Portland Open Studios

Explore the homes and workspaces of more than 100 local artists.

_74A5414-cropArtist Shannon Carlson works in her Southeast Portland studio.
Ashley Anderson

Portland is known for its thriving creative community, which embraces mediums including painting, photography, ceramics, woodworking and jewelry making. For two weekends every October, visitors can witness more than 100 local artists’ creative processes during Portland Open Studios.


Portland Open Studios was started in 1998 by Portland painter Kitty Wallis. The citywide event takes place in the personal studios of painters, photographers, printmakers, jewelry designers and other talented craftspeople. Attendees lead themselves on self-guided tours, visiting creative workspaces ranging from living rooms and converted sheds to shared industrial warehouses.   

“Open Studios is like a glimpse into another secret world that exists right under our noses,” says artist Amy Ponteri. An acrylic painter and art therapist, Ponteri creates large-scale works at her studio in the Ford Building, a former Model T plant built in 1914. “[Artists] mostly do our work quietly, in isolation or around just a few other people,” she says. “This is an opportunity to throw open the windows, let the sun in, and show our work and our processes to others.”

Around 200 artists apply to participate in Open Studios each year. Typically 100 or so are chosen, with selections made by a blind jury composed of three arts professionals. (The jury members change each year.) The blind jury process — based solely on images of the artwork — produces a diverse selection of emerging and established artists.

Portland’s Poppy Dully showcases her work. (Photo by Ashley Anderson.)


As part of Open Studios, artists are encouraged to facilitate interactive experiences for guests. Rather than simply viewing artwork, attendees can converse with the artists, ask questions and observe their creativity in action.

“Artists like meeting the people and having a personal connection with them,” says Pat Kane, Open Studios communications chair. Kane describes the tours as less formal than visiting a gallery, with the artist/viewer interaction making art more accessible. “It’s an energetic experience,” she says. “The artists are glad to see people, talk to them and look them in the eye.”

Many artists participating in the 2017 edition of Portland Open Studios will enable guests to make art during their visit. Encaustic (hot wax) artist Maude May, whose studio doubles as her dining room, will show visitors how to make their own encaustic collage. Painter Shannon Carlson, who loves collaborative art, will invite guests to pick up a paintbrush and add to her work. Poppy Dully, a painter, printmaker and book artist, will have a work table and materials for people to construct their own personalized books.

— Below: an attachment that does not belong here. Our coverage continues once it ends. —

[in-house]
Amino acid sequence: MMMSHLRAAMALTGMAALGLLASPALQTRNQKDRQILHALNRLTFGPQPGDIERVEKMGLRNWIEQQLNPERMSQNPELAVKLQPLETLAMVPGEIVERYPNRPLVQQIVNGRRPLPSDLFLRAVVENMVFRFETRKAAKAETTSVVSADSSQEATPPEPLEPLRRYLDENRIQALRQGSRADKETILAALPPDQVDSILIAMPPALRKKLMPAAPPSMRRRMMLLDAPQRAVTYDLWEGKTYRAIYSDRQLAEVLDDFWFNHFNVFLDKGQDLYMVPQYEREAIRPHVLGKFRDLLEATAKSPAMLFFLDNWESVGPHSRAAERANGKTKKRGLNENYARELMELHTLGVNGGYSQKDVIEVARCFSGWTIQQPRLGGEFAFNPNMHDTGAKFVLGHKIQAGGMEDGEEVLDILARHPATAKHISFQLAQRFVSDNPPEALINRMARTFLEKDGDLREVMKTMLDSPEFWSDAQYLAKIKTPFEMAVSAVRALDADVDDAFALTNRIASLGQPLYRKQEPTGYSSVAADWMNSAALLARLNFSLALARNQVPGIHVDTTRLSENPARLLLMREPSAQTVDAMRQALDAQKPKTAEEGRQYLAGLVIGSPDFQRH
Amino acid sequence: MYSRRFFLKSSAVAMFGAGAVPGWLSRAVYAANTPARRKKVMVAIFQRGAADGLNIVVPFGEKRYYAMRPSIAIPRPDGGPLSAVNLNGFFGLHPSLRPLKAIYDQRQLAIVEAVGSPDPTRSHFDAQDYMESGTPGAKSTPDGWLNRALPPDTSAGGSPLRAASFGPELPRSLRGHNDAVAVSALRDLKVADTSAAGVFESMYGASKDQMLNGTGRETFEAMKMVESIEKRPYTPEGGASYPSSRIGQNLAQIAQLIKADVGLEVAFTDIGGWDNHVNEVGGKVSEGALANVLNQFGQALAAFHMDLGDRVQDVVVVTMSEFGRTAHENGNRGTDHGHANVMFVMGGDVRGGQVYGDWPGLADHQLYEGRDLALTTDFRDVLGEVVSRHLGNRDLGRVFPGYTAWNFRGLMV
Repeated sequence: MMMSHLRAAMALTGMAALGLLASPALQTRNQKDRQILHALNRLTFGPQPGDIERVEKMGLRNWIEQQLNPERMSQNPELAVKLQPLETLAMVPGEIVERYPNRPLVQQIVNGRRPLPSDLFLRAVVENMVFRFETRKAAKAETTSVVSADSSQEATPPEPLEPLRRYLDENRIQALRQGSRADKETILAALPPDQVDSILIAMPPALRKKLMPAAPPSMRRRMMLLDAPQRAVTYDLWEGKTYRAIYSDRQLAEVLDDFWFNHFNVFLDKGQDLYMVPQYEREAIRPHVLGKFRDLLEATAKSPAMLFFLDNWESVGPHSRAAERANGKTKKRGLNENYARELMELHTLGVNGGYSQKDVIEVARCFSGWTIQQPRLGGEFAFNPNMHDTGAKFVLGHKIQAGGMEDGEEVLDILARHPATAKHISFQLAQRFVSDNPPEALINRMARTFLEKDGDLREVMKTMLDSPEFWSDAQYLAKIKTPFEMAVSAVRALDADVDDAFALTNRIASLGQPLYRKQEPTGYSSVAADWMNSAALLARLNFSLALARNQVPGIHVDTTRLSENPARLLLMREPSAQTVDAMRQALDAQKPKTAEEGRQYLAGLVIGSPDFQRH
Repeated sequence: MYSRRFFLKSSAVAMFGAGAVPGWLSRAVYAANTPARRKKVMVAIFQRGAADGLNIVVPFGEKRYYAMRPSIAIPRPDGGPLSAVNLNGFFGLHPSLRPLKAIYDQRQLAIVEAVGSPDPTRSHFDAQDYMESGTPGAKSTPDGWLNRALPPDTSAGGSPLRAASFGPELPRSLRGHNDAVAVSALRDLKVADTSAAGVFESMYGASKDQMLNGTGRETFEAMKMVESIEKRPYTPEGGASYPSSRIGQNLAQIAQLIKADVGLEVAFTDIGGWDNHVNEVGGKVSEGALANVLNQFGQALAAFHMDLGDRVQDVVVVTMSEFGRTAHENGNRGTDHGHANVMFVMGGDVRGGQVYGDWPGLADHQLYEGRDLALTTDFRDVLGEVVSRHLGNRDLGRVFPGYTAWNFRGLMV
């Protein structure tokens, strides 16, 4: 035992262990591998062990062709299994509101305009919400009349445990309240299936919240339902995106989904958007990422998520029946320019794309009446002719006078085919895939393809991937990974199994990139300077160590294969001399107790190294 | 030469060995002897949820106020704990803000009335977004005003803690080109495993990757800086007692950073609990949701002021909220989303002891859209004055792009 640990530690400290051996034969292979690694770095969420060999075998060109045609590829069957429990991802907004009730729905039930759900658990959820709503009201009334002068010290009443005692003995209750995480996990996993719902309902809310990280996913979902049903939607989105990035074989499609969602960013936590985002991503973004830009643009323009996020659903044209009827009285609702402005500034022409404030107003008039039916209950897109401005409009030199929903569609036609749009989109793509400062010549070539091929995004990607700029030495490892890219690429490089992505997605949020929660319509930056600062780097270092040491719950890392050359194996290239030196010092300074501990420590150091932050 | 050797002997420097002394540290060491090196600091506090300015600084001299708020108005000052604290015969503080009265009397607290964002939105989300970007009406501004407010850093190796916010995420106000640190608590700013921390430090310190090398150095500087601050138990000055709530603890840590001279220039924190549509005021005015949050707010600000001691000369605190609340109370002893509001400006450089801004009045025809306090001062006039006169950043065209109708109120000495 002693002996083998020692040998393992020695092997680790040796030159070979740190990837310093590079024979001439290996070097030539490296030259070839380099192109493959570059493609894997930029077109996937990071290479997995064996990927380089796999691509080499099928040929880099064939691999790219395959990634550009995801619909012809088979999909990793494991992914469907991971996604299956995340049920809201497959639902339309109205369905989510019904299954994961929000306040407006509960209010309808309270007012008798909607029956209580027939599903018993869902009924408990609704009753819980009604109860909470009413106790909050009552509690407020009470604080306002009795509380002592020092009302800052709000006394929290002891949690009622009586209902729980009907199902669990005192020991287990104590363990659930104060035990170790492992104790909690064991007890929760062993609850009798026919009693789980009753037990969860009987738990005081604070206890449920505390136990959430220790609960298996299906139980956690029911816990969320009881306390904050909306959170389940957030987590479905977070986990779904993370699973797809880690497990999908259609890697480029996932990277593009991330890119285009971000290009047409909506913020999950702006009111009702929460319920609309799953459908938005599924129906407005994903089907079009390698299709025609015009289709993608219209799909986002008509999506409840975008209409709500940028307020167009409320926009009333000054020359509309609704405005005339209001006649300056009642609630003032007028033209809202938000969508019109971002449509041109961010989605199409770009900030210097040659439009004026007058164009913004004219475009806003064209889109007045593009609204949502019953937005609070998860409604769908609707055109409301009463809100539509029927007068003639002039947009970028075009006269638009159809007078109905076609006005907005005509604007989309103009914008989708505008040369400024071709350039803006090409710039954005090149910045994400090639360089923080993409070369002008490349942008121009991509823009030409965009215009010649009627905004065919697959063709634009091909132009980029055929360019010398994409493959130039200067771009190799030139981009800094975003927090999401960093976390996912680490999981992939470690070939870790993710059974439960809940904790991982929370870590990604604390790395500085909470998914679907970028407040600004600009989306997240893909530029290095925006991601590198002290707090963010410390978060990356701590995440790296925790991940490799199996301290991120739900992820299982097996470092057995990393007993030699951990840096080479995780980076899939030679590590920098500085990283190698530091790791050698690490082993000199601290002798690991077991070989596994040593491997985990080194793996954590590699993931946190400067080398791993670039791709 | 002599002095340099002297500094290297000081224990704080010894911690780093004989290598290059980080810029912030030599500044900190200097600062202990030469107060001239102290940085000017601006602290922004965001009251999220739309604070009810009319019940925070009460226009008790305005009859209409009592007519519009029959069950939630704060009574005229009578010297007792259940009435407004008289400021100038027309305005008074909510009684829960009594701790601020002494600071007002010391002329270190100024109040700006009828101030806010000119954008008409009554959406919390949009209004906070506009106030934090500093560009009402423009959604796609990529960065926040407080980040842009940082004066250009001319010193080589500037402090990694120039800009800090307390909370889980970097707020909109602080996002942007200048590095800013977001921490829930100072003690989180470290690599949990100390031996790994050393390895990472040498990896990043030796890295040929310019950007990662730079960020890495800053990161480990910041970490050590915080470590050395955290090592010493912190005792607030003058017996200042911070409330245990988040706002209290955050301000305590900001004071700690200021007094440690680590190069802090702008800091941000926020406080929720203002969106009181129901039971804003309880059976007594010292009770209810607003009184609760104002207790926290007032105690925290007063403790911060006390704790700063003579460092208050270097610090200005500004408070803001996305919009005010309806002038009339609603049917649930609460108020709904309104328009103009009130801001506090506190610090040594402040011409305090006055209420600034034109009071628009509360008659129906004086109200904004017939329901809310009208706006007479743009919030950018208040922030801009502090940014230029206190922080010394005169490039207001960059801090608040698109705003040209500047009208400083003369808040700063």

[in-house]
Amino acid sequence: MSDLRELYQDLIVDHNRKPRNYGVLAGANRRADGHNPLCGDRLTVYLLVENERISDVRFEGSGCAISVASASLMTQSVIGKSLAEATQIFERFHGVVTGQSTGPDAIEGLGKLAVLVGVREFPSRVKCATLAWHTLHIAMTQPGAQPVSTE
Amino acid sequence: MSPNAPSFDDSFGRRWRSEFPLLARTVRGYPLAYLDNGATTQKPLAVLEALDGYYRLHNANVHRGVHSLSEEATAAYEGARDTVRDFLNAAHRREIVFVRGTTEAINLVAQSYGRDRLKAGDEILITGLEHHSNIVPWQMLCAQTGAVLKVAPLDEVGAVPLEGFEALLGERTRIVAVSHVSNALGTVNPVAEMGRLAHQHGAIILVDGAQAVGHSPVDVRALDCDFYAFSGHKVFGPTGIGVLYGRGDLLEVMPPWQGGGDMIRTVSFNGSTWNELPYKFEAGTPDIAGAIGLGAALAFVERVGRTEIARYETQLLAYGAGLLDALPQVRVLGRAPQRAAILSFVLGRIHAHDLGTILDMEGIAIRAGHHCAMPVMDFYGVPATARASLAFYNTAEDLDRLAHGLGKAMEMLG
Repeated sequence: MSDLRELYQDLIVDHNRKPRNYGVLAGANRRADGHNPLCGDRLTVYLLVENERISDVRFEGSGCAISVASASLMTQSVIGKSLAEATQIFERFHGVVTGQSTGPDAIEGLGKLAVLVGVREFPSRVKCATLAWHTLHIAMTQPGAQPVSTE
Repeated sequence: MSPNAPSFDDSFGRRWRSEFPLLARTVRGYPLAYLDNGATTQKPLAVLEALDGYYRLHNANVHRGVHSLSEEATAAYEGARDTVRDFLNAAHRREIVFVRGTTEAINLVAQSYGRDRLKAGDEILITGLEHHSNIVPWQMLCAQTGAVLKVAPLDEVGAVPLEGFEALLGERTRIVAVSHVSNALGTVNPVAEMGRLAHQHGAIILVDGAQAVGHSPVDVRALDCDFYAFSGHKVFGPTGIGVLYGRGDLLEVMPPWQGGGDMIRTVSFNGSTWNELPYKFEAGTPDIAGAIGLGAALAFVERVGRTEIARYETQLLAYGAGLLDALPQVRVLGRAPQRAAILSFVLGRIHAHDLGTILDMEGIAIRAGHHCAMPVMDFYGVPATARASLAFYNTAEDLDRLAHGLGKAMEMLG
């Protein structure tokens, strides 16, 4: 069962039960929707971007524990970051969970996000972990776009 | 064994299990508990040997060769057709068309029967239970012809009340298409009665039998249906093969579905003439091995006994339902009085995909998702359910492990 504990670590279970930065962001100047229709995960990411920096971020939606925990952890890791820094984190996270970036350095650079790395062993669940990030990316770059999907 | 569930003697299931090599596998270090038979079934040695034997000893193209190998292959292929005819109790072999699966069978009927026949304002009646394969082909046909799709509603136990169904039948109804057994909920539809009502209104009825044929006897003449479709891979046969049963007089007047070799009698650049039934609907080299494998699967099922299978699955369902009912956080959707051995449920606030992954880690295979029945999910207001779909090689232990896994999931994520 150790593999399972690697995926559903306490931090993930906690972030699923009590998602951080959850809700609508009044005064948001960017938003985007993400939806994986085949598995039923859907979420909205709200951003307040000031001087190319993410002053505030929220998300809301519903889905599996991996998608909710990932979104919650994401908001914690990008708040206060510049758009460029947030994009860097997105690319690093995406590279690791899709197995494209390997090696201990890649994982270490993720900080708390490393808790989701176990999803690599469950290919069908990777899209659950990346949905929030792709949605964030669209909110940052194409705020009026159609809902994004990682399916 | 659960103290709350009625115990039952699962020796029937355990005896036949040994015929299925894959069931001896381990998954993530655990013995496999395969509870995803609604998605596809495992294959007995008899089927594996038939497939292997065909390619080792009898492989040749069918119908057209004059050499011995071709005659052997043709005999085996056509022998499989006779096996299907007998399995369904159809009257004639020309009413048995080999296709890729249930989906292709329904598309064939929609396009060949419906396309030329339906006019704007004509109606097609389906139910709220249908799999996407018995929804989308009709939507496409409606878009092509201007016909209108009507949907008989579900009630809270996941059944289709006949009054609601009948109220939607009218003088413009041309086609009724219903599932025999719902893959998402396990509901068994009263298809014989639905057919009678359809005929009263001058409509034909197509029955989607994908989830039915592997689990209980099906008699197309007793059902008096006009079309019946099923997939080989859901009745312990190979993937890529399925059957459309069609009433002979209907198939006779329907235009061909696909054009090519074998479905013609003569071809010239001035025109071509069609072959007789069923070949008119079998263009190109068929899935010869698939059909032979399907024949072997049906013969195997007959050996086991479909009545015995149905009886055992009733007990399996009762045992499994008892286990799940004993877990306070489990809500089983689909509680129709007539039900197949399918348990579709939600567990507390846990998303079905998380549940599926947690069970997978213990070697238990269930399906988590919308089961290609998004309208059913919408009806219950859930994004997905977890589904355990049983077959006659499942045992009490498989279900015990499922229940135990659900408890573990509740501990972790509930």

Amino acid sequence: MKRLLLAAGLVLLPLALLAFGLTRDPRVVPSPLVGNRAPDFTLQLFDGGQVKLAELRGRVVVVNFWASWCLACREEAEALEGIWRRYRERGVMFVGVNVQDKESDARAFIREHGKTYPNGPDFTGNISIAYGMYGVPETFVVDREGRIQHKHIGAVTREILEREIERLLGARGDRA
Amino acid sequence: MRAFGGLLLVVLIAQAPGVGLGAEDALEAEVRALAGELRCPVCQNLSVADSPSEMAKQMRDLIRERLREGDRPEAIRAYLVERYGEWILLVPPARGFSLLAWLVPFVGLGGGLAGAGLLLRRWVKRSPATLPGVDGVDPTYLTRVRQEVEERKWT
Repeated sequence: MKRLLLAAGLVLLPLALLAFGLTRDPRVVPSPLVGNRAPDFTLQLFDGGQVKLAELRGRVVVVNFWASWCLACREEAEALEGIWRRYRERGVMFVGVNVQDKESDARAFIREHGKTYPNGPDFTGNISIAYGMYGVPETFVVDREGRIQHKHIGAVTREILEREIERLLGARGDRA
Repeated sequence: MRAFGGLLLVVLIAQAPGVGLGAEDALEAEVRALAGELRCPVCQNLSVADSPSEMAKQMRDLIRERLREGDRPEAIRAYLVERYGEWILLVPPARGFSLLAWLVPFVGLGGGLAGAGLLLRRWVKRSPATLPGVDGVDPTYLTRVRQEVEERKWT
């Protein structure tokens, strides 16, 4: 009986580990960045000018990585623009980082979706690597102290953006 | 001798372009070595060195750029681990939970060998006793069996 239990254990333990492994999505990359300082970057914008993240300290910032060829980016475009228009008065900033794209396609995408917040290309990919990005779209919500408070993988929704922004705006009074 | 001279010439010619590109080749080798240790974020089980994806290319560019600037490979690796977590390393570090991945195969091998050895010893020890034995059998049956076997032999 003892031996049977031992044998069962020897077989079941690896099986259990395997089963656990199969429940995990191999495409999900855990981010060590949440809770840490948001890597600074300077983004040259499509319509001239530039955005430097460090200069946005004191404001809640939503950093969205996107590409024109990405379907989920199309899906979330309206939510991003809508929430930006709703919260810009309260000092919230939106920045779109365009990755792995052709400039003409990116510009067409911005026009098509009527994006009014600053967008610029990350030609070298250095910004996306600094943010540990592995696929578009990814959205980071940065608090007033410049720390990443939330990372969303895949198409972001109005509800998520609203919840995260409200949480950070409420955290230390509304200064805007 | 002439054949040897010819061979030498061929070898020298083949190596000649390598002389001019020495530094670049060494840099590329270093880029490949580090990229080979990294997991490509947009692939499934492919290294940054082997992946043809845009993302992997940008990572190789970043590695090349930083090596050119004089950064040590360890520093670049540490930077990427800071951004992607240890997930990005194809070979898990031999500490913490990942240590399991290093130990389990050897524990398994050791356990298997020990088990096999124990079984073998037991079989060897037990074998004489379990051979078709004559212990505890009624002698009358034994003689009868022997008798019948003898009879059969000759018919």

Families with kids are welcome on the Portland Open Studios tour. Watercolor painter Winifred Martinson’s studio will feature a children’s station for kids to paint their own works. Glass artist Bob Heath will have glassware available for visitors to decorate (for a small fee), creating a take-home memento. 


Artists also have work for sale during the tour, though Kane emphasizes that there is no pressure to buy. For those interested in purchasing art, meeting the artists behind the work can give chosen pieces more meaning.

As oil painter Dane Eisenbart points out, “Connecting with artists in their studios gives you the unique opportunity to gain a deeper understanding of their art and where it comes from.” Eisenbart is a member of North Portland’s Falcon Art Community, an underground studio collective that he likens to a “secret museum art dungeon.” During Open Studios, Eisenbart will demonstrate the techniques used to create his dreamlike paintings of animals, people and manmade objects. (He’ll also have prints for sale.)

Shannon Carlson works on a mixed media painting. (Photo by Ashley Anderson.)


Held Oct. 14–15 and Oct. 21–22, 2017, from 10 a.m.–5 p.m., this year’s Portland Open Studios features 103 artists throughout the Portland metro area. Tour locations are accessible in three formats: a free mobile app (pre-loaded with addresses); a $4.99 upgraded app that includes Google maps for the addresses and images from participating artists; and a $15 full-color print guide with artist information, images of artwork and community maps.

Kane says that some tour guests focus on one or two neighborhoods that feature several studios. (Southeast Portland, for example, is popular for walking or biking parts of the tour.) Others might choose to see artists working in a particular medium. However you approach it, Portland Open Studios provides an excellent opportunity to engage with local artists and various communities. “This is the perfect event for a visitor,” said Kane. “You can be all over the city and meet all kinds of people.”

Portland Open Studios’ printed guide is available through the Portland Open Studios website or from the following businesses: Blick Art Supply, Artist & Craftsman Supply, Portland Art Museum, Madrona Hill Cafe, Guardino Gallery, Bullseye Glass, Copy Pilot (North Portland) and New Seasons Market.

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